A PASSIONATE Warwick man is hoping to send prostate cancer packing.
Semi-retired businessman Graham Fulford, has been holding prostate cancer screening events around the country since 2004 through his charity, The Graham Fulford Charitable Trust.
To date, the charity has arranged 75,000 screenings – known as Prostate Specific Antigen tests – detecting nearly 1,200 cases of cancer in men 40 and over.
Having lost two important people in his life to the disease – both who discovered it in its advanced stages – Graham became determined to prevent others from suffering the same fate.
The 70 year-old – who had known nothing about the illness before it struck loved ones – sought advice from Prostate Cancer UK, and began his mission with the help of urologist David Baxter-Smith.
Although figures from Public Health England show 96.6 per cent of patients survive beyond 12 months of diagnosis, it is the 3.4 per cent that do not which concerns Graham.
He said: “The UK is getting better a treating the cancer, but not finding it. Around 40,000 men a year are diagnosed, so that small percentage is over 1,000 men.
“The best time to get tested is when you don’t have symptoms because waiting until you do could mean it’s too late.”
Following a screening – which take around ten minutes – men are posted their score on a colour coded letter to indicate the risk of prostate cancer.
Those who receive amber or red, are advised to see their GP.
Graham said: “We arm men with the information about what amber or red could potentially mean, to give them the confidence to insist on further testing.”
The events are held in town halls, conferences and sports clubs, including monthly in Warwick – usually at the Nelson Club on Charles Street.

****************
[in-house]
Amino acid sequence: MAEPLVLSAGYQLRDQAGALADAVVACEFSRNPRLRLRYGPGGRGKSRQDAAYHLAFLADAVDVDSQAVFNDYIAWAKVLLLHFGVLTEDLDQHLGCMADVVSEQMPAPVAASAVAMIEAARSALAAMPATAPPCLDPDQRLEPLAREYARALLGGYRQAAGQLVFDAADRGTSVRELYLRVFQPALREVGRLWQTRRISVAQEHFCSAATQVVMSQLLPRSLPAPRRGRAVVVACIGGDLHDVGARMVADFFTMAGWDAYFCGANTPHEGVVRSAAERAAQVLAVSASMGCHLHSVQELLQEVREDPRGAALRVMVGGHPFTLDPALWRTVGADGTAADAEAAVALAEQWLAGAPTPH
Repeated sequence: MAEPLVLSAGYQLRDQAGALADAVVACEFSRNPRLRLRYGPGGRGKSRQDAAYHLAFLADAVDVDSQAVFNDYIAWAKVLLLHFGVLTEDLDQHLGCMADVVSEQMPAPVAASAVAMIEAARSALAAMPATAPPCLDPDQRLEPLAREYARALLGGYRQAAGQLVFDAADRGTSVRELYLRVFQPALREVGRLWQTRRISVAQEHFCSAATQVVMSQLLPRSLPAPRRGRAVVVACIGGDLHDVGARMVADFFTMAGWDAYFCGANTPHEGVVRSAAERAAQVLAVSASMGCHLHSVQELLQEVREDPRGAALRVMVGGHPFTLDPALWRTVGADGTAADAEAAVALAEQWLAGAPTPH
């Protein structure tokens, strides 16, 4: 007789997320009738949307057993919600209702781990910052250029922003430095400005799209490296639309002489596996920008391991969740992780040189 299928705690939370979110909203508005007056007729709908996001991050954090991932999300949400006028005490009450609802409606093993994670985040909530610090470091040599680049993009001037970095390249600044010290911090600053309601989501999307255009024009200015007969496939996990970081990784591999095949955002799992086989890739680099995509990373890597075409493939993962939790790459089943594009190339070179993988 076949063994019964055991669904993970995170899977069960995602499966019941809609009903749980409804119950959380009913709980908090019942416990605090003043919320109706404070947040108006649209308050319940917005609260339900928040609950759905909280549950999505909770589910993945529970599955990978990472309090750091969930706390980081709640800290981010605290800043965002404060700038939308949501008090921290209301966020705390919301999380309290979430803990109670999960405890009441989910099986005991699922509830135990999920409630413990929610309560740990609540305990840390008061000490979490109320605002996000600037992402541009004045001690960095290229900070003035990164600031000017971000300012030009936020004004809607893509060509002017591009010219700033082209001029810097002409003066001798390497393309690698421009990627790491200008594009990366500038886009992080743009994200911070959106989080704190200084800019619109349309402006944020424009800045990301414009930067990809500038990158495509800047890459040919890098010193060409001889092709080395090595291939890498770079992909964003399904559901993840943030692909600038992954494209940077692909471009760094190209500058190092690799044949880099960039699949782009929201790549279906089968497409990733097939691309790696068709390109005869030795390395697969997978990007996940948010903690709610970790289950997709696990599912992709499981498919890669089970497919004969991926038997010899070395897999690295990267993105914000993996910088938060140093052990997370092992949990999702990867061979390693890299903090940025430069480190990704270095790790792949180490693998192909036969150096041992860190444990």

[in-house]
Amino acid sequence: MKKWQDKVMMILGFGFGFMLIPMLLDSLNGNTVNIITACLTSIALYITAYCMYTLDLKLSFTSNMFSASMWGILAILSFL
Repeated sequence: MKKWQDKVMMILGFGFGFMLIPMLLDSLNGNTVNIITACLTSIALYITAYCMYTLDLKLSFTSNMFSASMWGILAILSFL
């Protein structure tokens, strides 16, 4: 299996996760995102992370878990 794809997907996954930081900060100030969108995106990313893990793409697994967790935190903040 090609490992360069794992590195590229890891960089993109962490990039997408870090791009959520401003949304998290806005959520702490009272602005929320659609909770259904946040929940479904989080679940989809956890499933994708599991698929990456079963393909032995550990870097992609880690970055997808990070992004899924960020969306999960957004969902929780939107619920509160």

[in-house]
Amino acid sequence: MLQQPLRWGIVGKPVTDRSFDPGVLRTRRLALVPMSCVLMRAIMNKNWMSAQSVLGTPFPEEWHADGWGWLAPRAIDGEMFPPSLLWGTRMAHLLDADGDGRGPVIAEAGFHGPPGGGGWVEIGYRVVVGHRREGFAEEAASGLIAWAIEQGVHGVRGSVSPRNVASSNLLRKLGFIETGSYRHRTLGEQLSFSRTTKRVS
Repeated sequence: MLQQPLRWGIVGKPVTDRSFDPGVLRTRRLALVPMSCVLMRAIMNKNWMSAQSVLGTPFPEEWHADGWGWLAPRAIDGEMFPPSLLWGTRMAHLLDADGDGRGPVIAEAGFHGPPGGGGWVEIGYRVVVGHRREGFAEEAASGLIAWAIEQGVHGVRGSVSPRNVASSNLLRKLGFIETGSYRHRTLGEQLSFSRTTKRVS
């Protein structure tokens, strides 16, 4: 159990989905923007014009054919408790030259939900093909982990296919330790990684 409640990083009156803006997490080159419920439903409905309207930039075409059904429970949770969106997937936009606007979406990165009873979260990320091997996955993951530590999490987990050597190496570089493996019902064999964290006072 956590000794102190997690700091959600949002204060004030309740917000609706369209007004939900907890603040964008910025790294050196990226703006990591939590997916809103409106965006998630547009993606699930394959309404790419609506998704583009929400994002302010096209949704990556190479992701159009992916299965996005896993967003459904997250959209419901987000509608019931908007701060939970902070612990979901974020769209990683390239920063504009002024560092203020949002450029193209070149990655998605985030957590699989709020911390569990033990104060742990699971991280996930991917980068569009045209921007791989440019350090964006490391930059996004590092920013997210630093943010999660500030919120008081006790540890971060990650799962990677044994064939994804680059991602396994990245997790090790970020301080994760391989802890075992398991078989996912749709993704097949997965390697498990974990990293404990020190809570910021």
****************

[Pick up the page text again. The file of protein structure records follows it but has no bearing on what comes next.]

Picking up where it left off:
And his passion has not gone unnoticed by the wider community.
Warwick District Council chairman, Alan Boad chose the trust as one of his charities, prompting a colleague at the council to fundraise for the trust through an epic bike journey.
And Graham himself is taking the plunge down the world’s fastest zip line in Wales, as well as shedding 20 kgs to further boost funding.
Graham is often the recipient of many heartfelt letters and donations from patients who were treated in time thanks to the trust.
One man – sadly diagnosed too late – even left instructions to donate the money from the sale of his fishing gear to the charity.
Graham, who was also honoured with carrying the Olympic torch during the relay in 2012 at Warwick Castle, concluded: “The satisfaction of knowing how many people we’ve helped just makes everything worthwhile.
“The biggest kick for me in life, is doing something for somebody else.”
* The trust has recently applied for a £25,000 grant from The Masonic Community Awards. Visit mcf.org.uk/vote to vote for the charity.
Visit www.psatests.org.uk for more information on screenings and the trust.